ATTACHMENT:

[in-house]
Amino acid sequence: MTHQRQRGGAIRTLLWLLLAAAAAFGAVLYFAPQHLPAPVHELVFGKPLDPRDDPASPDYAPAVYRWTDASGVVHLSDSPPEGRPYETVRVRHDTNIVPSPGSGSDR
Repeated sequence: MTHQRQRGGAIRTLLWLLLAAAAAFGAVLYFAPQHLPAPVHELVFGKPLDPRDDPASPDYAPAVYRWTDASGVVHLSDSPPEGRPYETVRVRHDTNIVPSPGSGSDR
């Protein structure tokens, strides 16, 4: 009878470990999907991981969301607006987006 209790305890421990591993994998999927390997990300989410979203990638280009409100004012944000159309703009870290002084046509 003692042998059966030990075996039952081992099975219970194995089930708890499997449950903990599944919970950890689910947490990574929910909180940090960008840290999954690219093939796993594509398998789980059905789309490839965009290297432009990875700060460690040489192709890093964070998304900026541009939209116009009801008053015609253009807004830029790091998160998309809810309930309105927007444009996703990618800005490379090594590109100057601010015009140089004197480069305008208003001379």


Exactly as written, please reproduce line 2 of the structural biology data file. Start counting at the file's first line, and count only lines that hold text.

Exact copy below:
Amino acid sequence: MTHQRQRGGAIRTLLWLLLAAAAAFGAVLYFAPQHLPAPVHELVFGKPLDPRDDPASPDYAPAVYRWTDASGVVHLSDSPPEGRPYETVRVRHDTNIVPSPGSGSDR